Northeast most vulnerable to climate change: report

North East of India

Notwithstanding the forest cover and pristine environment they enjoy, people living in North East of India are acutely vulnerable to the dangerous consequences of climate change because the states' poor economic conditions don't empower them to fight against the odds, says India's first climate vulnerability assessment report for Himalayan states.

Examining the vulnerability of 12 states ranging from Jammu and Kashmir on the west to Tripura in the east, the report found that socio-economic factors like poor per capita income, limited crop insurance, few farmers taking loans and poor participation in rural job schemes to enhance the vulnerability of people living in the northeastern states.

On the contrary, though western Himalayan states like Himachal Pradesh and Uttarakhand are more frequently exposed to earthquakes, landslides and flash floods, they are economically better armed to deal with such calamities than their eastern counterparts.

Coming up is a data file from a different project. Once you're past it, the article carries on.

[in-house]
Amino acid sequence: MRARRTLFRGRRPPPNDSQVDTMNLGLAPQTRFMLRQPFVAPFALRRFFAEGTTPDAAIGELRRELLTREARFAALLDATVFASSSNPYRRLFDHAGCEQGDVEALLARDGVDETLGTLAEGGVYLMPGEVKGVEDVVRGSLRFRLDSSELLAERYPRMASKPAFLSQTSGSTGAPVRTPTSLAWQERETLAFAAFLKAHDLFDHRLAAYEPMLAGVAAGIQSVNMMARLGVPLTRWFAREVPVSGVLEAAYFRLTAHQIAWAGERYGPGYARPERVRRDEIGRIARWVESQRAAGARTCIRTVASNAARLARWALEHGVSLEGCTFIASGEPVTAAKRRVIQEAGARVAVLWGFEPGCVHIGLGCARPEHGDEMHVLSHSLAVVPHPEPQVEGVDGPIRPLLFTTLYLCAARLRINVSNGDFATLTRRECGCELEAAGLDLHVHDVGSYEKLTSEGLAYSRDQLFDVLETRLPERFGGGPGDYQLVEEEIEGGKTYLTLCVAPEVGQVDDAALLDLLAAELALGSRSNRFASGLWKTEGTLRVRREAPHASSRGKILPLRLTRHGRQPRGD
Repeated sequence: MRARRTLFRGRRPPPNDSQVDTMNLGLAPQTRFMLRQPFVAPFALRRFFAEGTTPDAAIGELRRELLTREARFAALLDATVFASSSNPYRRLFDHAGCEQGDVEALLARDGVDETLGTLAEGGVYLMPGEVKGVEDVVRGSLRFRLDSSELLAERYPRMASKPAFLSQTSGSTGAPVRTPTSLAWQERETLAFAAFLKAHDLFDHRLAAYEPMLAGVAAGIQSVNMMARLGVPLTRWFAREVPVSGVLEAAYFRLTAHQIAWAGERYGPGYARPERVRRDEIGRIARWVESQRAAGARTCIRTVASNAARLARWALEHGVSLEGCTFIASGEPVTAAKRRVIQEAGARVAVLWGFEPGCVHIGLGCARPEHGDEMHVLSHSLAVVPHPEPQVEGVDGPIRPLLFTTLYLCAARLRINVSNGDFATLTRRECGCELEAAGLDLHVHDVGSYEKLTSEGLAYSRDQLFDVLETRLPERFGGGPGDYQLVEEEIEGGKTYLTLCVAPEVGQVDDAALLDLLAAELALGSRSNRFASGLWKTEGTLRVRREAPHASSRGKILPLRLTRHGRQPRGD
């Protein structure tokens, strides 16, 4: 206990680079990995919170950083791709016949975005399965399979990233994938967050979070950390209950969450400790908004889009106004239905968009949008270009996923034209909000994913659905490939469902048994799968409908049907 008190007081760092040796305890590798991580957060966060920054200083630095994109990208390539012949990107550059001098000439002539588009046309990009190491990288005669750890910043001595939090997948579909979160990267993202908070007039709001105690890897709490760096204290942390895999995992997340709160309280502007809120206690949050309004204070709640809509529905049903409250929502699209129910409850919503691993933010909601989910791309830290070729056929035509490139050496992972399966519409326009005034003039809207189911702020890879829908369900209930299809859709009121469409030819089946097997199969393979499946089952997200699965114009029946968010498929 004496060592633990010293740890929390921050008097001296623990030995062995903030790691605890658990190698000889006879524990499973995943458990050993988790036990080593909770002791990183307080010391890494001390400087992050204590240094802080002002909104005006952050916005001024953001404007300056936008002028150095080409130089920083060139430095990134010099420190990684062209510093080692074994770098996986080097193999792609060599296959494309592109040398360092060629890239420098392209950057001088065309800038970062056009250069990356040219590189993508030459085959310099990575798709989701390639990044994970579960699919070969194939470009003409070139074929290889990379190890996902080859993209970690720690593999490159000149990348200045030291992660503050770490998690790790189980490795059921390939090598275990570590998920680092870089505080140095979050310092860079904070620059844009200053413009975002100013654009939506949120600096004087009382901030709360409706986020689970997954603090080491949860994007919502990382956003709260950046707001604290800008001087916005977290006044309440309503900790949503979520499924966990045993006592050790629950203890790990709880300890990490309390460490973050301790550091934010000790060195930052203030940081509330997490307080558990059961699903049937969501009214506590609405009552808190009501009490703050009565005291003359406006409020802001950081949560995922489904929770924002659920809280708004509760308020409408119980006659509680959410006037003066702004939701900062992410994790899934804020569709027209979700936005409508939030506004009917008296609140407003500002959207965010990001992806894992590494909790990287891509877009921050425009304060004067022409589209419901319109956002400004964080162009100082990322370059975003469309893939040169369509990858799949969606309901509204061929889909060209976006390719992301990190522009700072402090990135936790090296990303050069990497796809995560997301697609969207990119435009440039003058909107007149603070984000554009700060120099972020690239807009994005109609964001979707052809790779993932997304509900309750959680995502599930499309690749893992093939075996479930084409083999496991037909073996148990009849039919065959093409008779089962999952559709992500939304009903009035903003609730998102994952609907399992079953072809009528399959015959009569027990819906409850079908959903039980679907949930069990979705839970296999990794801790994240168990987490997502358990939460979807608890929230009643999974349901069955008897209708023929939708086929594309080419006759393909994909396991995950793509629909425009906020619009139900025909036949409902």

Assam, Manipur, Meghalaya, Mizoram, Nagaland, Tripura, Arunachal Pradesh, Sikkim and the hilly districts of West Bengal in the eastern side and Himachal Pradesh, Uttarakhand, Jammu and Kashmir on the western side are the states that figured in the report.

“For the first time, a common framework has been used to produce a comparable vulnerability map up to the district level,” Shyamasree Dasgupta, assistant professor at the Indian Institute of Technology, Mandi and who is one of the authors of the report, told DH.

Prepared by the scholars at IIT Guwahati and IIT Mandi, the new report would help identify the areas where policy interventions are required and prioritise the investment, she added.

Vulnerability assessment is crucial for Himalayan states because of their sensitivity to climate change, whose impact is being felt in areas as diverse as health and agriculture.

Most of the region is undergoing a significant long-term change in the frequency and intensity of extreme temperature and rainfall events over the last decade.

While each of the 12 states carried out their own assessment in the past, the need for redoing the exercise under a common framework was felt because the existing reports are not comparable due to differences in methodologies and indicators.

“Also in 2014, the United Nations Inter-Governmental Panel on Climate Change in its fifth assessment modified the concept of vulnerability, which none of the states took into account while preparing their own assessments,” Dasgupta said.

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